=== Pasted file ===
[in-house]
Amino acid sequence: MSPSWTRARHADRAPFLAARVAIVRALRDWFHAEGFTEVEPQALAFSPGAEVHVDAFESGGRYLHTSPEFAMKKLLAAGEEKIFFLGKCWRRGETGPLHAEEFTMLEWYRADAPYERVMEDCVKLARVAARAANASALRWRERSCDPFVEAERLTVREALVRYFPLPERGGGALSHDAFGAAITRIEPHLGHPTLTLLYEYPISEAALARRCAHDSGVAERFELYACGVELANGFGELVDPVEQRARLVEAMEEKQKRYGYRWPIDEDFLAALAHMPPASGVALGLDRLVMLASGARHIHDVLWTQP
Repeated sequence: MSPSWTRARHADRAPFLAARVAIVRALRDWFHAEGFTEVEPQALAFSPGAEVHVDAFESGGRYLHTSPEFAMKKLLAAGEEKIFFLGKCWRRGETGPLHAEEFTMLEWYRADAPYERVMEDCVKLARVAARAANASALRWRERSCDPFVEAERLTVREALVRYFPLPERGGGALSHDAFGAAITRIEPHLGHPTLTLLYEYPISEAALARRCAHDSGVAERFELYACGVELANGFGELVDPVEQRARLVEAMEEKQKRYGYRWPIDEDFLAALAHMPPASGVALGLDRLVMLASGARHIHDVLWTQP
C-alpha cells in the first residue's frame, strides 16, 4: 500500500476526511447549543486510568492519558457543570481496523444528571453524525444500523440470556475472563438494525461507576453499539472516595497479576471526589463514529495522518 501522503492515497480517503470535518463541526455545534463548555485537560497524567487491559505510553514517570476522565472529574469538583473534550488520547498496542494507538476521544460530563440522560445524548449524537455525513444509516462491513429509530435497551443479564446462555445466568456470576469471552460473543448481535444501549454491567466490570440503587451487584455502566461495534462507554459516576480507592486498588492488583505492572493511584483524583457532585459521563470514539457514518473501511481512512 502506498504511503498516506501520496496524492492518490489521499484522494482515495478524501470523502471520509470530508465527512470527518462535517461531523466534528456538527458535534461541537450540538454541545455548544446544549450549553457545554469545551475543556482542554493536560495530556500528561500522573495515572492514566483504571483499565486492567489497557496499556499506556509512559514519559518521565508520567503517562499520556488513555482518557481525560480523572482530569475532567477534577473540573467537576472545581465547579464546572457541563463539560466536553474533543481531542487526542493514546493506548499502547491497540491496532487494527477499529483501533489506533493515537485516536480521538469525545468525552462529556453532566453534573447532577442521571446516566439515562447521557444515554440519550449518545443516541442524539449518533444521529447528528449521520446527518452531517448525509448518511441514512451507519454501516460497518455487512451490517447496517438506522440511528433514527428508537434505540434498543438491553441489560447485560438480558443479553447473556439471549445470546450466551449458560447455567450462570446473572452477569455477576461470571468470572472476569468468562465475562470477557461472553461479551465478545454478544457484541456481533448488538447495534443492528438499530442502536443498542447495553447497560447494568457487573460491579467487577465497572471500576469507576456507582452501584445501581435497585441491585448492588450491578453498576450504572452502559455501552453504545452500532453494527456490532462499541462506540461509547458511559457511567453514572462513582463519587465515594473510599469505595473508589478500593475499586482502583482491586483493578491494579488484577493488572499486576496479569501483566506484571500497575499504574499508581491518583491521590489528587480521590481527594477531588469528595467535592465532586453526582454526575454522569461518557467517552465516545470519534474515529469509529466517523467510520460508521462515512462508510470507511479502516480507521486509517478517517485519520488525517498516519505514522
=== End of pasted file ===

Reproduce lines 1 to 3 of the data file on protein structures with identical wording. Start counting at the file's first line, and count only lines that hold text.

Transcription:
[in-house]
Amino acid sequence: MSPSWTRARHADRAPFLAARVAIVRALRDWFHAEGFTEVEPQALAFSPGAEVHVDAFESGGRYLHTSPEFAMKKLLAAGEEKIFFLGKCWRRGETGPLHAEEFTMLEWYRADAPYERVMEDCVKLARVAARAANASALRWRERSCDPFVEAERLTVREALVRYFPLPERGGGALSHDAFGAAITRIEPHLGHPTLTLLYEYPISEAALARRCAHDSGVAERFELYACGVELANGFGELVDPVEQRARLVEAMEEKQKRYGYRWPIDEDFLAALAHMPPASGVALGLDRLVMLASGARHIHDVLWTQP
Repeated sequence: MSPSWTRARHADRAPFLAARVAIVRALRDWFHAEGFTEVEPQALAFSPGAEVHVDAFESGGRYLHTSPEFAMKKLLAAGEEKIFFLGKCWRRGETGPLHAEEFTMLEWYRADAPYERVMEDCVKLARVAARAANASALRWRERSCDPFVEAERLTVREALVRYFPLPERGGGALSHDAFGAAITRIEPHLGHPTLTLLYEYPISEAALARRCAHDSGVAERFELYACGVELANGFGELVDPVEQRARLVEAMEEKQKRYGYRWPIDEDFLAALAHMPPASGVALGLDRLVMLASGARHIHDVLWTQP